Insulin Human Inhaled (By breathing)
IN-su-lin HUE-man in-HAYLD
Antidiabetic (About this – PubMed Health)
Uses of This Medicine
Insulin human inhaled is a man-made insulin that is breathed in through your lungs and is used to control high blood sugar in patients with diabetes. Insulin is one of many hormones that help the body turn the food we eat into energy. This is done by using the glucose (sugar) in the blood as quick energy. Also, insulin helps us store energy that we can use later. When you have diabetes mellitus (sugar diabetes), your body cannot make enough insulin or does not use insulin properly. So, you must take additional insulin to regulate your blood sugar and keep your body healthy. This is very important as too much sugar in the blood can be harmful to your health.
Insulin human starts to work faster than some other types of insulin, and its effects do not last as long. It should act more like the insulin your body would normally produce. Because the effects of insulin human are short-acting, your doctor may also prescribe a longer-acting insulin for you to use.
This medicine is available only with your doctor’s prescription.
Other uses (PubMed Health)
How To Use
Powder Under Pressure
Take your medicine as directed. Your dose may need to be changed several times to find what works best for you.
This medicine should come with a Medication Guide. Ask your pharmacist for a copy if you do not have one.
Use this medicine at the beginning of a meal.
To use:Remove a blister card from the foil package. Tear along the perforation to remove one strip. Remove the correct number of cartridges for your dose. Allow the cartridge to be at room temperature for 10 minutes before use. After you insert a cartridge, keep the inhaler level with the white mouthpiece on top and the purple base on the bottom. Do not shake or drop the inhaler, turn it upside down, or point the mouthpiece down after the cartridge has been inserted. If any of these occurs, throw away the cartridge and load a new one. After you use the inhaler, wipe it with a clean, dry cloth to clean it. Do not wash or rinse the inhaler. Throw away the inhaler after 15 days and use a new one.
Missed dose: Take a dose as soon as you remember. If it is almost time for your next dose, wait until then and take a regular dose. Do not take extra medicine to make up for a missed dose.
Unopened foil packages: Store in the refrigerator. Do not freeze. If the foil package is not refrigerated, it must be used within 10 days.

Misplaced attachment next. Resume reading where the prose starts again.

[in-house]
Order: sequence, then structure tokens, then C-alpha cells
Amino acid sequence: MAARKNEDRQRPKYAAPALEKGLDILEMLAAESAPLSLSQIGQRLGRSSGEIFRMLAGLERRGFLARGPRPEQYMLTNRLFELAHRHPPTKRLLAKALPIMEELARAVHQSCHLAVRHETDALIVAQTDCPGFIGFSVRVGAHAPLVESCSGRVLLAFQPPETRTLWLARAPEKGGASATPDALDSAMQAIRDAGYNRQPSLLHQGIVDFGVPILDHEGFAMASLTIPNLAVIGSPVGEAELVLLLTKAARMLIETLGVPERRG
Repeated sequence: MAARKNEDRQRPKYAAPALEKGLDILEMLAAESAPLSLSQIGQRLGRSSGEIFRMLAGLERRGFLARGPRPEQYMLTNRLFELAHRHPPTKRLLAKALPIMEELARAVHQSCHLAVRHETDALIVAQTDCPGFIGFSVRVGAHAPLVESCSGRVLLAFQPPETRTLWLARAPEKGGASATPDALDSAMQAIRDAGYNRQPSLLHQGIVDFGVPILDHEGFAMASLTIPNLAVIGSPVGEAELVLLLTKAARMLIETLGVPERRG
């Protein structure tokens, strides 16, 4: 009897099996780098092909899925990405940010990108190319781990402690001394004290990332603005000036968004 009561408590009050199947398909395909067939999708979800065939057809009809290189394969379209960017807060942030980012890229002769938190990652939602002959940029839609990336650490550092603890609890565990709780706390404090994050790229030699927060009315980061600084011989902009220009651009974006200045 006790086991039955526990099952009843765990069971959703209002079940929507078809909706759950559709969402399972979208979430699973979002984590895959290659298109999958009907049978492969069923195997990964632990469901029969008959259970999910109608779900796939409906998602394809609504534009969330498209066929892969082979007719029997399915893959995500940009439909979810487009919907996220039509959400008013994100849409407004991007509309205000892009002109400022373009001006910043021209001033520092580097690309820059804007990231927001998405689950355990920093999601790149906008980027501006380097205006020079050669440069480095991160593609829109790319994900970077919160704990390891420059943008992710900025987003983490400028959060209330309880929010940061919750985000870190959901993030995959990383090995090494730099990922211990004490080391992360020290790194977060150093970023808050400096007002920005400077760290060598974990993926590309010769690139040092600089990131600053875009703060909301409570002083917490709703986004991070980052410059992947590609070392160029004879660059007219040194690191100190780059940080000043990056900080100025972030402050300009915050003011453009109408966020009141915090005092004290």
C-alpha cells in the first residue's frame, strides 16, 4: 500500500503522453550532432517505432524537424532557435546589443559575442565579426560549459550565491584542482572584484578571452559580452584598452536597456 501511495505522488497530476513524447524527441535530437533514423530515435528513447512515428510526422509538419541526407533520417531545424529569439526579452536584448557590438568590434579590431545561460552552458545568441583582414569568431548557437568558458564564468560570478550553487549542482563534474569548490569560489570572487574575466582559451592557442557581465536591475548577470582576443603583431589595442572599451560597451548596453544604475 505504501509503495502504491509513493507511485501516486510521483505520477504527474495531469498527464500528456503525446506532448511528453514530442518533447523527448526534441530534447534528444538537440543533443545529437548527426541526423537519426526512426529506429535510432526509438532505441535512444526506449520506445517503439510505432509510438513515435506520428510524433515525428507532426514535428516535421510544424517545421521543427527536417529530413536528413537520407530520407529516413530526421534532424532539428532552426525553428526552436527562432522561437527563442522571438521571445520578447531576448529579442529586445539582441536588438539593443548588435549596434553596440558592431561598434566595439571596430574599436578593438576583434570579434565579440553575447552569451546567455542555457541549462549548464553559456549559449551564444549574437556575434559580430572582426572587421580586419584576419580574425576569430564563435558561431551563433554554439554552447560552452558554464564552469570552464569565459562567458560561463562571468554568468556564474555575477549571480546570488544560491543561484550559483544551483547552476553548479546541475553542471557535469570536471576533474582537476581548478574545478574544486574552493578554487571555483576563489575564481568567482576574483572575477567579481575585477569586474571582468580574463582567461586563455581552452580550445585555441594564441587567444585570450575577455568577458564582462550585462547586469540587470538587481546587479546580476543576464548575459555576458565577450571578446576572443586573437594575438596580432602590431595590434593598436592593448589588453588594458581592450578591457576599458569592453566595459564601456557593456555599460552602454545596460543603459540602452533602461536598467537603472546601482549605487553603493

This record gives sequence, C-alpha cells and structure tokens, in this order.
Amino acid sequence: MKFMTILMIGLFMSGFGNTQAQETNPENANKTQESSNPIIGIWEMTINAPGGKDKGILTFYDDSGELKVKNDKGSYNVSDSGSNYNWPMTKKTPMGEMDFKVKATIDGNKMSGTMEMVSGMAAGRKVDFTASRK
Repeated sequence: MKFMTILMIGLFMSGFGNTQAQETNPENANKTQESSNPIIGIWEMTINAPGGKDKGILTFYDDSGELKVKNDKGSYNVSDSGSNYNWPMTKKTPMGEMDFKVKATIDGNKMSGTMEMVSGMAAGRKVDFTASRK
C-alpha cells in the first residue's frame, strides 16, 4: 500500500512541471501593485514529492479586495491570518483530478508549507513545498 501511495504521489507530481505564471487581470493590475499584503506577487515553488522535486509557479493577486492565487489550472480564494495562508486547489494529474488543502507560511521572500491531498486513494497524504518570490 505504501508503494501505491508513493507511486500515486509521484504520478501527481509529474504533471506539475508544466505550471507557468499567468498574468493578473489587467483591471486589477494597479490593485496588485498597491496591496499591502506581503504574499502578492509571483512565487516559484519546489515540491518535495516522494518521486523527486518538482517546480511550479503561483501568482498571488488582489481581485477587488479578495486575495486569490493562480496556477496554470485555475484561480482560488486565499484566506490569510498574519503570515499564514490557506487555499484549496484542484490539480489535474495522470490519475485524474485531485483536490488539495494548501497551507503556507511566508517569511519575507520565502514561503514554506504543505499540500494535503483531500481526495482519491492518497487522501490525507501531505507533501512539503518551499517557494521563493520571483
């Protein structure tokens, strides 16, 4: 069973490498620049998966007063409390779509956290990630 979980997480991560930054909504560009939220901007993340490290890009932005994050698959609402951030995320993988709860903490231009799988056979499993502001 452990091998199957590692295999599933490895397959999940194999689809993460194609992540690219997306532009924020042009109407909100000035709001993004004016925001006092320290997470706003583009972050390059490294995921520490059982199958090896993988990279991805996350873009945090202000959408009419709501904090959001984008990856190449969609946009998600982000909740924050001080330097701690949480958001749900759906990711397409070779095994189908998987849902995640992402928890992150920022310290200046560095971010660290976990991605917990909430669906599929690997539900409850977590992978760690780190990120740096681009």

Unopened blister cards and strips: If refrigerated, use within 1 month. If stored at room temperature, use within 10 days. Do not put a blister card or strip back into the refrigerator after it was stored at room temperature.
Opened strips: Store at room temperature and use within 3 days.
Inhaler: Store in the refrigerator or at room temperature. Allow the inhaler to warm to room temperature for about 10 minutes before use.
Drugs and Foods to Avoid
Ask your doctor or pharmacist before using any other medicine, including over-the-counter medicines, vitamins, and herbal products.
Some medicines can change the amount of insulin you need to use and make it harder for you to control your diabetes. Tell your doctor about all other medicines that you are using.
Do not drink alcohol while you are using this medicine.
When Not To Use
This medicine is not right for everyone. Do not use it if you had an allergic reaction to human insulin, if you have a chronic lung problem such as asthma or COPD, or while your blood sugar level is low.
Tell your doctor if you are pregnant or breastfeeding, or if you have kidney disease, liver disease, lung disease, or a history of lung cancer. Tell your doctor if you smoke or have recently stopped smoking.
This medicine may cause the following problems:Low potassium levels in the blood Lung problems Fluid retention or heart failure (when used with a thiazolidinedione medicine)
This medicine can cause low blood sugar. Do not drive or do anything else that could be dangerous until you know how this medicine affects you.
Your doctor will check your progress and the effects of this medicine at regular visits. Keep all appointments.
Keep all medicine out of the reach of children. Never share your medicine with anyone.
Possible side effects
Summary More details
Call your doctor right away if you notice any of these side effects:
Cough, trouble breathing, chest tightness
Shaking, trembling, sweating, fast or pounding heartbeat, lightheadedness, hunger, confusion
If you notice other side effects that you think are caused by this medicine, tell your doctor.
Call your doctor for medical advice about side effects. You may report side effects to FDA at 1-800-FDA-1088.
More side effects of this drug
Brand names include
There may be other brand names for this medicine.